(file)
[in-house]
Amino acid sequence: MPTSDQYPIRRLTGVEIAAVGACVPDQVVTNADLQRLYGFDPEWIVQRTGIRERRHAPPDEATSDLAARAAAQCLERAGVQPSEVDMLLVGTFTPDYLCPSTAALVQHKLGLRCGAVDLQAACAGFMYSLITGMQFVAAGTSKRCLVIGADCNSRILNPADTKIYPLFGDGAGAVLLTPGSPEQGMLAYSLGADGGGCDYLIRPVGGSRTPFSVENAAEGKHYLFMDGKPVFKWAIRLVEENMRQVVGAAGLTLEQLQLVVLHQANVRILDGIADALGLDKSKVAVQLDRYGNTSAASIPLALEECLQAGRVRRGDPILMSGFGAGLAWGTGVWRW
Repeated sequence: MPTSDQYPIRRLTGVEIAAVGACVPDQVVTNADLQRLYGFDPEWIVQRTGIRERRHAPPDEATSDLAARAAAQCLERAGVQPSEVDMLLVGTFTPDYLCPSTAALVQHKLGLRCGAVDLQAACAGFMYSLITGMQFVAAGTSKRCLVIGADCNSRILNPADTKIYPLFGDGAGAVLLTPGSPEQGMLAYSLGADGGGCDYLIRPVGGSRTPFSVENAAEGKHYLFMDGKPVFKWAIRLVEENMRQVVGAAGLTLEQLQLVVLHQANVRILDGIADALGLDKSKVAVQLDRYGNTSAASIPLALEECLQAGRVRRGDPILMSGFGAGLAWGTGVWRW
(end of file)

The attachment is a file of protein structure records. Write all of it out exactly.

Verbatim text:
[in-house]
Amino acid sequence: MPTSDQYPIRRLTGVEIAAVGACVPDQVVTNADLQRLYGFDPEWIVQRTGIRERRHAPPDEATSDLAARAAAQCLERAGVQPSEVDMLLVGTFTPDYLCPSTAALVQHKLGLRCGAVDLQAACAGFMYSLITGMQFVAAGTSKRCLVIGADCNSRILNPADTKIYPLFGDGAGAVLLTPGSPEQGMLAYSLGADGGGCDYLIRPVGGSRTPFSVENAAEGKHYLFMDGKPVFKWAIRLVEENMRQVVGAAGLTLEQLQLVVLHQANVRILDGIADALGLDKSKVAVQLDRYGNTSAASIPLALEECLQAGRVRRGDPILMSGFGAGLAWGTGVWRW
Repeated sequence: MPTSDQYPIRRLTGVEIAAVGACVPDQVVTNADLQRLYGFDPEWIVQRTGIRERRHAPPDEATSDLAARAAAQCLERAGVQPSEVDMLLVGTFTPDYLCPSTAALVQHKLGLRCGAVDLQAACAGFMYSLITGMQFVAAGTSKRCLVIGADCNSRILNPADTKIYPLFGDGAGAVLLTPGSPEQGMLAYSLGADGGGCDYLIRPVGGSRTPFSVENAAEGKHYLFMDGKPVFKWAIRLVEENMRQVVGAAGLTLEQLQLVVLHQANVRILDGIADALGLDKSKVAVQLDRYGNTSAASIPLALEECLQAGRVRRGDPILMSGFGAGLAWGTGVWRW